Nobel Prize winner who decoded human genome dies at 75

By Sara Shayanian
Nobel Prize winner who decoded human genome dies at 75
Geneticist John Sulston, the 2002 Nobel Prize winner in Physiology or Medicine, attends a lecture at the St. Louis Science Center in St. Louis, Missouri. File photo by Bill Greenblatt/UPI | License Photo

March 9 (UPI) -- John Sulston, a pioneering British geneticist who was the face of the international project to decode the human genome, died Friday at the age of 75.

"We are deeply saddened to announce the death of Professor Sir John Sulston, founding director of the Wellcome Sanger Institute," the institute said in a statement. "He was a great scientific visionary and leader who made historic contributions to science."


Sulston won the Nobel Prize in Physiology or Medicine in 2002 for his work on decoding the genome of the nematode worm Caenorhabditis elegans.

The Sanger Institute said his findings were key to understanding how cancers develop and how genes control cell division and death in organisms.

RELATED Ex-Argentina dictator convicted of crimes against humanity dies at 90

"We all feel the loss today of a great scientific visionary and leader who made historic, landmark contributions to knowledge of the living world, and established a mission and agenda that defines 21st-century science," Sanger Institute Director Mike Stratton said Friday.

Born in Cambridge on March 27, 1942, Sulston became fascinated with the mechanical workings of organisms from an early age. He earned an undergraduate degree in organic chemistry at Pembroke College and a Ph.D in nucleotide chemistry.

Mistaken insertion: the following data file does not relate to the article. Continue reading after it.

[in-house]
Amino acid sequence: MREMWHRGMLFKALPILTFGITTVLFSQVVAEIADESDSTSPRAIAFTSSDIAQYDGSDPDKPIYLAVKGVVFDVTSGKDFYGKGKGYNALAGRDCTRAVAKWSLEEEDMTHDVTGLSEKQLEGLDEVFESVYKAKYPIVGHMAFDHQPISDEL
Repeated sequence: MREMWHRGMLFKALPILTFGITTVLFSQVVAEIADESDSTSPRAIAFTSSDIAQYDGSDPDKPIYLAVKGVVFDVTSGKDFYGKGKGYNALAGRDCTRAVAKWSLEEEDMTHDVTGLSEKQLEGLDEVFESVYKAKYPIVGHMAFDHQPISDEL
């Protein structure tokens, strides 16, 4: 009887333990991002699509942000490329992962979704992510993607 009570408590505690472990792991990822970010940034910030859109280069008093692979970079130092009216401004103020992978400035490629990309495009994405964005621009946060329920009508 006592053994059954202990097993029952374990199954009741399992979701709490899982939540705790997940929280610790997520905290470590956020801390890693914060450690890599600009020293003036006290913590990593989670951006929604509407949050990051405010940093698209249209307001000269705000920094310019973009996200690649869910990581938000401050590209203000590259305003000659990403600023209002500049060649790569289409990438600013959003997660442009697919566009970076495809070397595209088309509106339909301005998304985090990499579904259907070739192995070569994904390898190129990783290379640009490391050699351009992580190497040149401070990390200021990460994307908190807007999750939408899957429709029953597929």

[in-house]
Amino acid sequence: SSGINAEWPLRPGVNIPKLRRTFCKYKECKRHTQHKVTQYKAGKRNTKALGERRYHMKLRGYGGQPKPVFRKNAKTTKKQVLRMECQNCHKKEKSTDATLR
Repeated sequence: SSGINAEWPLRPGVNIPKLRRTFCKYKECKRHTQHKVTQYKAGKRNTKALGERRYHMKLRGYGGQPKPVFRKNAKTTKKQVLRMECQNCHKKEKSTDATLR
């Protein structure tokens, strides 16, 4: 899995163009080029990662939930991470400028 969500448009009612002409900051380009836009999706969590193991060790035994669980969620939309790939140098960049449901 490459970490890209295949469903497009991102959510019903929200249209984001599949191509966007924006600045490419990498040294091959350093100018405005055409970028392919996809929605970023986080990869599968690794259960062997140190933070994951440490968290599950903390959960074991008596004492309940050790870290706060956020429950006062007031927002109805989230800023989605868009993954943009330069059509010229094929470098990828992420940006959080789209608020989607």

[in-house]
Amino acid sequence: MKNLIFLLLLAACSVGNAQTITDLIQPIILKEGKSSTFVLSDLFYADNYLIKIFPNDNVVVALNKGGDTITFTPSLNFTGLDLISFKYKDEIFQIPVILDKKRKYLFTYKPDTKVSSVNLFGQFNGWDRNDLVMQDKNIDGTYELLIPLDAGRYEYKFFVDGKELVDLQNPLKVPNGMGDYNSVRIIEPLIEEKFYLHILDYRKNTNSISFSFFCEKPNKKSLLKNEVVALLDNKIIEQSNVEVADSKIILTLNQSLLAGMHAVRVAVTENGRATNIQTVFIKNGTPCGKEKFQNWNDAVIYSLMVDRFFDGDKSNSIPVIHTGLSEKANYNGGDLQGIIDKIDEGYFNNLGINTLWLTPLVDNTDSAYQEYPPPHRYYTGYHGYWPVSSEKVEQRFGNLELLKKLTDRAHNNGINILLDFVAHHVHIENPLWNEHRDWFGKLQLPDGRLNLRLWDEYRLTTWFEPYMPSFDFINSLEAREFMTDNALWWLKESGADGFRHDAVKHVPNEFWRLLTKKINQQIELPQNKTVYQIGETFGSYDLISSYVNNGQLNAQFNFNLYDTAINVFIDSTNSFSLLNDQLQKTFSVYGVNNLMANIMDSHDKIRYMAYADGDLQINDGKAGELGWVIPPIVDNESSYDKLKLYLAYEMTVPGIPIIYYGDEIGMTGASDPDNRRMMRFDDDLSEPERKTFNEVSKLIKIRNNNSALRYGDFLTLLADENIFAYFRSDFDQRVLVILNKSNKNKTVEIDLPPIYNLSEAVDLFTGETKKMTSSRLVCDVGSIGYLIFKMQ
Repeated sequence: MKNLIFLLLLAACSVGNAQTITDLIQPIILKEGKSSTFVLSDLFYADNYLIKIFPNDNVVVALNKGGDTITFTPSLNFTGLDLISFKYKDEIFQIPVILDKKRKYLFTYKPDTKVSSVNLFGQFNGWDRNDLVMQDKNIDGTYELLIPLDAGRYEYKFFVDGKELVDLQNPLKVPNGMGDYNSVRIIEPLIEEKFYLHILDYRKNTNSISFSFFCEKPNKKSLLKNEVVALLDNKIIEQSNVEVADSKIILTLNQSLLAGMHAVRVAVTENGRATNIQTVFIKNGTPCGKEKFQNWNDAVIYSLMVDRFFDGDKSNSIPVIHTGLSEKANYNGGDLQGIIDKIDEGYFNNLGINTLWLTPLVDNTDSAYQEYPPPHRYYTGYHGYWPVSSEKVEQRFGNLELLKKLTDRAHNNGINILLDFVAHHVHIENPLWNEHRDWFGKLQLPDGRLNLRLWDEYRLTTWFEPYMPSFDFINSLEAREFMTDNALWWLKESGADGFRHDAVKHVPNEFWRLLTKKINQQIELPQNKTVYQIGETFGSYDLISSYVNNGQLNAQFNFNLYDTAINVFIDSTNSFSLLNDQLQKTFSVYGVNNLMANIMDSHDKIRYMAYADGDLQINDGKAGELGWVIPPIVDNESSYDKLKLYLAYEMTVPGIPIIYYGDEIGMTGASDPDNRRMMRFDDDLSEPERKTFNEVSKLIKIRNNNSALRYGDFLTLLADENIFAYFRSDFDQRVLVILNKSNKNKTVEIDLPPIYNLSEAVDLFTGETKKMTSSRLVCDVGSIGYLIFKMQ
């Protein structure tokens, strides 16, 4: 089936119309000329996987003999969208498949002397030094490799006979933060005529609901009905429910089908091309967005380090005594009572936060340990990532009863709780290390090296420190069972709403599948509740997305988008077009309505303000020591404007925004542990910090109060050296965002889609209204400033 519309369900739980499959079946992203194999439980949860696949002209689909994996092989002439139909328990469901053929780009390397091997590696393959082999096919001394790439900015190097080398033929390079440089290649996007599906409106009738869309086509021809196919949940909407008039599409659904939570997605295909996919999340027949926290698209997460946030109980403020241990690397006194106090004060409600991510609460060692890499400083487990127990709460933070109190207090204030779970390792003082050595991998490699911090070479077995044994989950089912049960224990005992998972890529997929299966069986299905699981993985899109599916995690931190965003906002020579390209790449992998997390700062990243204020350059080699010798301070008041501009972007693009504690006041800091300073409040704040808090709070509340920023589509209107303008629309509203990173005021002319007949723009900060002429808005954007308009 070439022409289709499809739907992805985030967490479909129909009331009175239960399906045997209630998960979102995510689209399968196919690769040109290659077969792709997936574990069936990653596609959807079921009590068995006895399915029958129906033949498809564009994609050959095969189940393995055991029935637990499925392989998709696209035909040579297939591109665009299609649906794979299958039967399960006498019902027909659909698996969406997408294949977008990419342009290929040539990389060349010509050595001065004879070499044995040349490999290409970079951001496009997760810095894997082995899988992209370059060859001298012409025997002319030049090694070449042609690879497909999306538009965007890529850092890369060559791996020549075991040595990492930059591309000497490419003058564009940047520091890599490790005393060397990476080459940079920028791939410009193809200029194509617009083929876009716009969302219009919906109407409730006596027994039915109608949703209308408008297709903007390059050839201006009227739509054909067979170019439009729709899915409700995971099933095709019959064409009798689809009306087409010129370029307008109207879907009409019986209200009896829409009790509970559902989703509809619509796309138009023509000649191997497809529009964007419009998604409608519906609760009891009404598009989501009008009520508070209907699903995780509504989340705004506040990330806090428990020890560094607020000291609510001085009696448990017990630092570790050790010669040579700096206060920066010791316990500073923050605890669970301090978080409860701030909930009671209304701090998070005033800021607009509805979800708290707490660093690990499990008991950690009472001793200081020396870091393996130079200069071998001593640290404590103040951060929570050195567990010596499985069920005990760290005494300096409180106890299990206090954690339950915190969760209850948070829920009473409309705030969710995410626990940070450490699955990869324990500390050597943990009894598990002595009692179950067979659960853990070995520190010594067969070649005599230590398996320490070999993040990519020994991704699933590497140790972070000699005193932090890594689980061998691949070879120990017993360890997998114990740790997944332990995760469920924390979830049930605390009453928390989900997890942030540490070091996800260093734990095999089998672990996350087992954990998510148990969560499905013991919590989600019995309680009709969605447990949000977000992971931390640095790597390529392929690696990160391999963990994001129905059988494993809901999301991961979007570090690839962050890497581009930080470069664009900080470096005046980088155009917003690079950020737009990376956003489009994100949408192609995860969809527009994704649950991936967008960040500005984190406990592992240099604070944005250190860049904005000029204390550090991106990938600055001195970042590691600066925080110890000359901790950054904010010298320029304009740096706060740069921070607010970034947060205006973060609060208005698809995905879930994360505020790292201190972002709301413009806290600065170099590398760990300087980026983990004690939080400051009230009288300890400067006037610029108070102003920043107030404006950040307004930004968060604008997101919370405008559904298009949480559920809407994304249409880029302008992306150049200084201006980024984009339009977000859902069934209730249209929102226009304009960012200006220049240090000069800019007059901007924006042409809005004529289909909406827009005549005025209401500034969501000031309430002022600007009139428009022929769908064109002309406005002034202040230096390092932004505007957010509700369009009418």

He attributed his love of living things to his father, Ted Sulston, who worked as an Anglican priest.

RELATED Italian soccer star Davide Astori dies at 31

ARCHIVE October 2002: John Sulston wins Nobel Prize in Physiology or Medicine

"When young I was mainly interested in the physical world, especially anything to do with electricity, but I think something of his love for living things may have rubbed off on me," Sulston wrote in his Nobel Prize biography.

"When it came to choice of subjects, science was obvious -- since I was uninterested in anything else."

In 2010, Sulston was appointed to lead a study for Britain's Royal Society to research the world's growing population and its possible future social and economic impacts.

RELATED Roger Bannister, first to run mile under 4 minutes, dies at 88

Sulston was made a Companion of Honor by Queen Elizabeth II last year for her birthday honors, for contributions to science and society -- joining the ranks of author JK Rowling and musician Paul McCartney.

At the time of his death, Sulston was professor and chairman of the Institue of Science, Ethics and Innovation at Britain's University of Manchester.

Latest Headlines


Follow Us